GCC forecasts $151 bln worth of financing needs
GCC governments are expected to raise between $385-390 billion cumulatively through 2020 through local and international bonds
On an overall basis for 2016, the financing need for GCC countries is forecast to be at $151.3 billion of which $78.1 billion is expected to come from reserves (52 percent), $57.7 billion from domestic & international bond issuances (38 percent) and the rest through loans (10 percent), said M R Raghu, Head of Research at Markaz and Managing Director of Marmore MENA Intelligence, a research subsidiary of Markaz, in a presentation on “Forecasting Sovereign Debt Issuances in GCC” in collaboration with Kuwait Banking Association (KBA).
Overall, GCC governments are expected to raise between $385-390 billion cumulatively through 2020 through local and international bonds.
Raghu said the low oil prices has altered the fiscal landscape of GCC countries as the prized fiscal surplus registered in erstwhile years has flipped into large scale deficits to the tune of $160 billion in 2015 and 2016 respectively. In 2015, the deficit was partly met by domestic bond issuances and the remaining by liquidating reserves held in Sovereign Wealth Funds (SWFs). Saudi Arabia for the first time in 8 years issued local debt to raise approx. $26 billion from domestic banks and utilized almost $100 billion of its reserves.
Raghu outlined that the impact of lower oil revenues has visibly impacted the Kuwaiti banks’ deposit mobilization process, as government deposits account for sizeable portion. Fall in deposits growth coupled with governments drawing down on their savings and placement of domestic bonds by the governments with the local banks has usurped liquidity in the regional financial system causing interbank rates to rise. Though, the banks are well capitalized, they may not be able to act as the sole source of funding avenue for the governments. Rising debt levels for the GCC governments and uncertain outlook regarding oil prices, which determines the debt servicing capabilities, has led to higher cost of insurance for insuring government debt as evidenced by the widening spreads for Credit Default Swaps (CDS).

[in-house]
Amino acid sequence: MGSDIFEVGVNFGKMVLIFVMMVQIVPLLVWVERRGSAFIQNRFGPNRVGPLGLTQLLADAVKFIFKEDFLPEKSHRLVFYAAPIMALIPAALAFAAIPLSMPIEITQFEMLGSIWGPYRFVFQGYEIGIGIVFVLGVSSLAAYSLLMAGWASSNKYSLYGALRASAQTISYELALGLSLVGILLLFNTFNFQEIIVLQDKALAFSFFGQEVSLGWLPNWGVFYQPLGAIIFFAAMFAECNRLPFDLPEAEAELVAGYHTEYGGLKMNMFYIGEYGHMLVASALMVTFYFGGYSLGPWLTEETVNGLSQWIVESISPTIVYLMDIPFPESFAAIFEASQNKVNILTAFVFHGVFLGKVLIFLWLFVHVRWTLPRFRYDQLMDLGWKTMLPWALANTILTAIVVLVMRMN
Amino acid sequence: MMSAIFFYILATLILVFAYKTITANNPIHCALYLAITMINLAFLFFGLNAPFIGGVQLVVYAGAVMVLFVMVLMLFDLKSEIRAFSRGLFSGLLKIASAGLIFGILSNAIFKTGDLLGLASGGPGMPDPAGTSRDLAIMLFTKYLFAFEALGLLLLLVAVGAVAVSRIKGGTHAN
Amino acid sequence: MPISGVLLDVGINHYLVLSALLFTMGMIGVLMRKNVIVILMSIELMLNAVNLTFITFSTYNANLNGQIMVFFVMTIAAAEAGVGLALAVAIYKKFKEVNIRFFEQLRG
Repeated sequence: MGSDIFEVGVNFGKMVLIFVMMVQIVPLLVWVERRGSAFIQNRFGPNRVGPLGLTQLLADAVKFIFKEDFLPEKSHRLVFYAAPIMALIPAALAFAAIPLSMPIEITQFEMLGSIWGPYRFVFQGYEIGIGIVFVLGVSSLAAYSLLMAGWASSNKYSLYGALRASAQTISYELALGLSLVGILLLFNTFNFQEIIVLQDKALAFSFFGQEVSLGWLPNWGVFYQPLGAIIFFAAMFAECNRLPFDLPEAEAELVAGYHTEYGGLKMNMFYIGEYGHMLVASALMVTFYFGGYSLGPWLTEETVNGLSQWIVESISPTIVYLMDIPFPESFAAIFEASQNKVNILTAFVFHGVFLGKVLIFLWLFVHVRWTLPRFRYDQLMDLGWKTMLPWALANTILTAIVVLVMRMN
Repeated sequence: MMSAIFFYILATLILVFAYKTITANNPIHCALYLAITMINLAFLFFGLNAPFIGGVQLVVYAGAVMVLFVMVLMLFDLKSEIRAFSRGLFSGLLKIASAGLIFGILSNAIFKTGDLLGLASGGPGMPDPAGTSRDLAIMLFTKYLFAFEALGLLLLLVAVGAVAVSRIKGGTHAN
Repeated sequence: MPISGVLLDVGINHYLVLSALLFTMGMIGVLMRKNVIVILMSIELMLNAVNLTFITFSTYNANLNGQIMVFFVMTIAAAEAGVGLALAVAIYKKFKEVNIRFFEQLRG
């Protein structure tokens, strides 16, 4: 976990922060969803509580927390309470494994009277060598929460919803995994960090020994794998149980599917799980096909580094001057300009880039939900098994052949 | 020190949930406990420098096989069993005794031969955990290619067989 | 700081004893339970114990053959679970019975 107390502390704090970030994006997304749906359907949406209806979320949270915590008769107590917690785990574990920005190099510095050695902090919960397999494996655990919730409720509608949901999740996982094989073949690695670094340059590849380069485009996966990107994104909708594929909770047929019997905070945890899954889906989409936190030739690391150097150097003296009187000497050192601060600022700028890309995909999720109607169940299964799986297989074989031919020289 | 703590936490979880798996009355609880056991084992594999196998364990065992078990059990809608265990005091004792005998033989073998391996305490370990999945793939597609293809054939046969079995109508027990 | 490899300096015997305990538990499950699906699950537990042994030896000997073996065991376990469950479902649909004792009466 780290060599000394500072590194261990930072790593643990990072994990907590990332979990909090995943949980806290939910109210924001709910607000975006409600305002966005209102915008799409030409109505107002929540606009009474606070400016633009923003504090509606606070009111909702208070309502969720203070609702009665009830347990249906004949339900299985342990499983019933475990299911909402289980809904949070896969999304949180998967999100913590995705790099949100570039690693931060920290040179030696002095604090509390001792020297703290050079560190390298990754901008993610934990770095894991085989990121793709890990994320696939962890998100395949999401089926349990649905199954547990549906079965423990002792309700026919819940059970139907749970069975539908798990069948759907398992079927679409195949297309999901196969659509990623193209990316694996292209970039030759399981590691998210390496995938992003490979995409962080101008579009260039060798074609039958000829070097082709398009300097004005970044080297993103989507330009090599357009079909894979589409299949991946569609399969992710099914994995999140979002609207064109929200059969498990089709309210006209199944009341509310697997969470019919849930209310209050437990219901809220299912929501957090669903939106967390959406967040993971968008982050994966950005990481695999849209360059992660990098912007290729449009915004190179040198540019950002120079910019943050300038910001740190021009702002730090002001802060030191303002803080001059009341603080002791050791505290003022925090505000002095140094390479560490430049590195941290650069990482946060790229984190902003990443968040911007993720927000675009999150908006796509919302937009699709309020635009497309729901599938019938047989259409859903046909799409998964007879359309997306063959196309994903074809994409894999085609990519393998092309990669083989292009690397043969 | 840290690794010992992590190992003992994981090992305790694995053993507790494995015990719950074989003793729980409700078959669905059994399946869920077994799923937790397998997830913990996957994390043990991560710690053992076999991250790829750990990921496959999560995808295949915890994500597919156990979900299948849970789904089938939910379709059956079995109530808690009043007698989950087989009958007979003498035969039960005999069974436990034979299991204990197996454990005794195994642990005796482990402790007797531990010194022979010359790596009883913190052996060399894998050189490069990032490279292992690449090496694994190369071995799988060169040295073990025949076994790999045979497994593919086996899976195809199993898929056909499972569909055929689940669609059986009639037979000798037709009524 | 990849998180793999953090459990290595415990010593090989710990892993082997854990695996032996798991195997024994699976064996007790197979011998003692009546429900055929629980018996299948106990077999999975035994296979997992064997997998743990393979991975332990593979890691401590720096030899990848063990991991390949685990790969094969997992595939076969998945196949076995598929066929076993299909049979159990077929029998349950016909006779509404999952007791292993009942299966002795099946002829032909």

While UAE, Kuwait Saudi Arabia and Qatar have robust fiscal reserves, Bahrain and Oman have minimal reserves by comparison.
Lack of clarity regarding debt management policies of few GCC countries has caused wide spread speculation regarding the way the deficit could be financed. This uncertainty has resulted in fixed income investors demanding wider spreads for outstanding issues in GCC region.
To forecast the sovereign debt issuance we have assumed assumptions regarding the way the deficit would be financed either by drawing down on the reserves or through raising debt. While Qatar and Oman have clearly provided indications regarding their approach to plug the deficit, Saudi Arabia and Bahrain budgetary documents fall short of such discussion.
Apart from forecasting debt issuance through budgetary estimates, debt issuance till 2020 is estimated through IMF projections of fiscal deficit.
This article first appeared in the Saudi Gazette on March 17, 2016.